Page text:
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Dr. Kumar: To ask the Secretary of State for Education and Skills what discussions she has had with representatives from the North East region regarding the education White Paper Higher Standards, Better Schools for All". 
The Secretary of State has been in the north east of England on a number of occasions in recent months. She met with local MPs and councillors and among other issues she discussed the White Paper Higher Standards, Better Schools for All". She also addressed the delegates in the North of England Conference in Gateshead on 6 January.
6 Feb 2006 : Column 1004W
Mr. Paul Murphy: To ask the Secretary of State for Education and Skills how many representations she has received from Wales about the cross-border implications of the White Paper on Schools, Higher Standards, Better Schools for All: More Choice for Parents and Pupils". 
Jacqui Smith: The Department has received over 200 representations from a wide range of organisations, Members of Parliament and members of the public which directly refer to the White Paper. We have not received any representations from Wales which specifically refer to cross border implications of the White Paper on Schools, Higher Standards, Better Schools for All: More Choice for Parents and Pupils".
Mr. Brady: To ask the Secretary of State for Education and Skills what percentage of candidates achieved five or more A* to C grades at GCSE, excluding BTEC First diplomas or equivalent, in each of the last six years. 
|Year(55)||Percentage of 15-year-olds(56) achieving 5+ A*-C grades at GCSE and equivalent excluding BTEC First diplomas||Percentage contribution of BTEC First diplomas to the percentage of 15-year-olds(56) achieving 5+ A*-C grades at GCSE and equivalent|
Bob Russell: To ask the Secretary of State for Education and Skills if she will include teaching of English folk dance and song within the national curriculum; and if she will make a statement. 
Jacqui Smith: Within the National Curriculum Programme of Study for Physical Education there is already provision for the teaching of dances which reflect different times and cultures. The National Curriculum Programme for Study for Music states that the breadth of study should be taught through a range of music from different times and cultures which may include music from the British Isles.
We have moved away from a prescriptive curriculum and no longer explicitly state exactly what must be taught in any subject. Indeed, we have given teachers this flexibility as they will know the best ways to address the needs of their pupils.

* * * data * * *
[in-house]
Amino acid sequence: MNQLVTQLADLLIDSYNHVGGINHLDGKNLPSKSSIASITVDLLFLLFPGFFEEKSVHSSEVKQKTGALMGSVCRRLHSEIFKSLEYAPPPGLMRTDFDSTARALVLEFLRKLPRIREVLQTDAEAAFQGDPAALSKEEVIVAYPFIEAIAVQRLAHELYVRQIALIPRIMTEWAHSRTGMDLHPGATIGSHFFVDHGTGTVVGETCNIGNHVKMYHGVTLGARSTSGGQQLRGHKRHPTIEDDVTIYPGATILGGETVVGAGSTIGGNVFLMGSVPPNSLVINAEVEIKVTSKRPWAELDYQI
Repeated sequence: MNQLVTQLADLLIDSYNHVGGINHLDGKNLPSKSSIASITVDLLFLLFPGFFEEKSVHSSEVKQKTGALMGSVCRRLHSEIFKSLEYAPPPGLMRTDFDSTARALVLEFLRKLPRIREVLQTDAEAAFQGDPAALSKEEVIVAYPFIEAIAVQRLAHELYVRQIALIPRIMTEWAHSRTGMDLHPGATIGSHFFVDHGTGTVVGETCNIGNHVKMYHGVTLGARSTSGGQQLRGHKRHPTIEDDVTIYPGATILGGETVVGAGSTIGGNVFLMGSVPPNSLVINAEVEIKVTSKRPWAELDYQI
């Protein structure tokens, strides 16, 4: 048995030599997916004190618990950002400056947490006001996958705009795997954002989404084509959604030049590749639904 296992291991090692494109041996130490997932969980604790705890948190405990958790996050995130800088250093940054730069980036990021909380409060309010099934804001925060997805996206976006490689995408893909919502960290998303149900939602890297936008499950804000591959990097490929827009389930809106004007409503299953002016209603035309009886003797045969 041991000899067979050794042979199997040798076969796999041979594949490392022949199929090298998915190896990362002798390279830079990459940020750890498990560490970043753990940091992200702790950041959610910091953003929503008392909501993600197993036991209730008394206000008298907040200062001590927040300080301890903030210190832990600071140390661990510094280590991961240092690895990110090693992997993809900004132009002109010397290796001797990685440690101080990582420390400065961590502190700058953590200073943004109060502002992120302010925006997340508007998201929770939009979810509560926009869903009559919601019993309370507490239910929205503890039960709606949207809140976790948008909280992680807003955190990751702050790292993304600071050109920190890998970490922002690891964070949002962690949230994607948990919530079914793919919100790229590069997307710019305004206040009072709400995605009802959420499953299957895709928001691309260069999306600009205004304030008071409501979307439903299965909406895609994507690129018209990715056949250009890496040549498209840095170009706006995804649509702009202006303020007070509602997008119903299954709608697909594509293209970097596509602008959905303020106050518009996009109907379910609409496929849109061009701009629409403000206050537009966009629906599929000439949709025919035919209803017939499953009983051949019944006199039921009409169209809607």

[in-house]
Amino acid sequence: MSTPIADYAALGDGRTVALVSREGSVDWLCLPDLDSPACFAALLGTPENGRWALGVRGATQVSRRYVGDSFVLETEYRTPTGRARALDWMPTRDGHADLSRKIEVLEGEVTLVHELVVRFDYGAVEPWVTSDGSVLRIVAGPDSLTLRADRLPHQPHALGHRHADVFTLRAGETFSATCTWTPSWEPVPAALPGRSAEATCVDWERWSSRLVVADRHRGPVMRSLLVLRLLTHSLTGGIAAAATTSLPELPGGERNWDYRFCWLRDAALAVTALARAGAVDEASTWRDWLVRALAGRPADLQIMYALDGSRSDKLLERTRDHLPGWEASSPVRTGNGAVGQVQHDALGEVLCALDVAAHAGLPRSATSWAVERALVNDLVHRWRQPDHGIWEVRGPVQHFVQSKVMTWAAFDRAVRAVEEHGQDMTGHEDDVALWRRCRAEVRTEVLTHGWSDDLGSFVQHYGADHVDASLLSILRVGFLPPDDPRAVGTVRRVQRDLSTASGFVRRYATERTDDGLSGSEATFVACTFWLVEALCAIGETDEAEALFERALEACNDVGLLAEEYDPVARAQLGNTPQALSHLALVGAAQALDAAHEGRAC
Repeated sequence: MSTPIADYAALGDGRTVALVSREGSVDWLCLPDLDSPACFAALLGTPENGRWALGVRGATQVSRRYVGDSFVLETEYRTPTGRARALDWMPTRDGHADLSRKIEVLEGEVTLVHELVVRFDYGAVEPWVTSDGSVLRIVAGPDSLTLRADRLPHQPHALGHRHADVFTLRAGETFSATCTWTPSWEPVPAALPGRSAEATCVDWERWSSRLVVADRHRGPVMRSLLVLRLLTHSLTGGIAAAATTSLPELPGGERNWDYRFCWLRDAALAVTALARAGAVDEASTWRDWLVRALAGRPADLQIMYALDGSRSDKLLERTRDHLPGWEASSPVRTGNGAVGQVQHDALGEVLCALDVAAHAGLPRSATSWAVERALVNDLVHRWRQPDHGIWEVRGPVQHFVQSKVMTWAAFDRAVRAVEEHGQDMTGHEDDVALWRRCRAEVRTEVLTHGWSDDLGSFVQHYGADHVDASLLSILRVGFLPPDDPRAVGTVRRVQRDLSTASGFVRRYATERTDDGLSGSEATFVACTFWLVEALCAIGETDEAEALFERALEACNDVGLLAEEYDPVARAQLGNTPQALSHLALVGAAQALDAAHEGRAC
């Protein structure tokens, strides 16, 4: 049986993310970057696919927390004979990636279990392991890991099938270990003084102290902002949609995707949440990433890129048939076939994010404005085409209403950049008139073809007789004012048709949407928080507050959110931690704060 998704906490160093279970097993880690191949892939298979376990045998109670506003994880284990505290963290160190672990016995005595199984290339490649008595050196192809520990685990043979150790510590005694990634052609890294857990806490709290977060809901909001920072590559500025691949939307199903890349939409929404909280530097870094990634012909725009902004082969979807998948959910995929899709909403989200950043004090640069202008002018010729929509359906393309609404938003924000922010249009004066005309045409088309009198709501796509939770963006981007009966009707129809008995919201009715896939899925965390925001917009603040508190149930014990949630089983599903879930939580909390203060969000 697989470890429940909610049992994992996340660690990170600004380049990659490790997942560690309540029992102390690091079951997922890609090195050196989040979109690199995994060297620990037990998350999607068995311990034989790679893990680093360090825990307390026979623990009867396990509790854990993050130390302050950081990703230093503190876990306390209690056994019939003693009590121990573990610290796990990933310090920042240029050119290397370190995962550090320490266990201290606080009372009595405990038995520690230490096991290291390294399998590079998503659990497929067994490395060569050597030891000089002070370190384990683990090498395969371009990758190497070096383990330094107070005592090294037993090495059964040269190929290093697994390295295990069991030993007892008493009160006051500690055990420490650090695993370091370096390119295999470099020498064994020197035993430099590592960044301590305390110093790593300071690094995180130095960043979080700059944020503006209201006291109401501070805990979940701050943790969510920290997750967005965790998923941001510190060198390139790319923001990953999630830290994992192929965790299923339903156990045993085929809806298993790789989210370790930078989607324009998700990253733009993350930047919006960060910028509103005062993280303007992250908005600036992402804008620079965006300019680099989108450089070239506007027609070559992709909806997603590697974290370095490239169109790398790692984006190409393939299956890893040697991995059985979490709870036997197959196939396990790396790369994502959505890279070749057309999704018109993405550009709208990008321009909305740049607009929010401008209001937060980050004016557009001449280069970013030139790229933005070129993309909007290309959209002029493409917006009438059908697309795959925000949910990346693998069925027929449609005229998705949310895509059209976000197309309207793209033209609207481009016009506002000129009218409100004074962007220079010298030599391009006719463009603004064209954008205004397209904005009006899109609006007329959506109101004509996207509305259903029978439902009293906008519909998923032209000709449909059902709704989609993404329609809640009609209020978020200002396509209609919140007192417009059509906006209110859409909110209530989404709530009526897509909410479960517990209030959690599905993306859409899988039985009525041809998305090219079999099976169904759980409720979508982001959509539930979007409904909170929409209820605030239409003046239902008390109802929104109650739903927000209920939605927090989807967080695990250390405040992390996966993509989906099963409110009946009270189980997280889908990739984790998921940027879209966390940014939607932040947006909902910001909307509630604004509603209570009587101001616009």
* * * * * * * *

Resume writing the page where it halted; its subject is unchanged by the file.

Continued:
6 Feb 2006 : Column 1005W
Beverley Hughes: There are 107 early excellence centres (EEC) across England, of these six deliver special projects across the country and the others are based around schools and early years settings. We do not hold information on the constituencies covered by the centres. The following table lists the number of centres within each local authority.
We do not collect information about the number of full or part-time places provided by individual centres. Centres provide a range of services including: one-stop shop activities like parent/carer drop-ins, access to adult education and training, home visiting, health visitor and therapist services, information and counselling.
|Local authority||Number of centres|
|Bath and NE Somerset||1|
|Hammersmith and Fulham||2|
|Isle of Wight||2|
|Kingston upon Thames||1|
|North East Lincolnshire||1|
Rosie Cooper: To ask the Secretary of State for Education and Skills what her Department's timetable is for bringing forward final proposals on design and managing against the risk of fire in schools. 
Jacqui Smith: The draft of Building Bulletin 100, Designing and Managing Against the Risk of Fire in Schools", has been out to public consultation and an analysis of the responses should be completed by the end of March. Work will then commence on a final version and we expect to be able to publish this during the summer.
Jacqui Smith: We have made good progress in the number of pupils getting five or more GCSEs or equivalent at grade A* to C. In 2005, 56.3 per cent. of 15- year-olds achieved five or more GCSEs or equivalenta 2.6 percentage point increase on 2004 results and an increase of 11.2 percentage points compared with 1997. Over 67,000 more pupils are now achieving at this level than did so in 1997. We have also made good progress in the percentage of pupils achieving five or more GCSEs or equivalent at grade A* to C including English and mathematics, which rose from 42.6 per cent. in 2004 to 44.3 per cent. in 2005. This was the biggest annual percentage point increase since 1997.
The Department has a number of initiatives to ensure that schools receive the resources, advice and support that they need to raise attainment further at key stage 4. The key stage 3 national strategy has extended to become a full secondary national strategy for school improvement designed to raise standards, particularly in the core subjects, for all secondary school pupils. It aims to introduce excellent teaching and learning practices into every classroom through CPD, teaching materials and consultancy support. In addition, we are drawing on the expertise of successful schools and the Specialist Schools and Academies Trust to work in partnership with around 400 schools underperforming in value added terms.
The White Paper Higher Standards, Better Schools for All" published in October 2005 sets out our plans to improve standards further, particularly by providing significant new incentives for schools to tailor education to the needs of every child and focus on the basics of English and mathematics.
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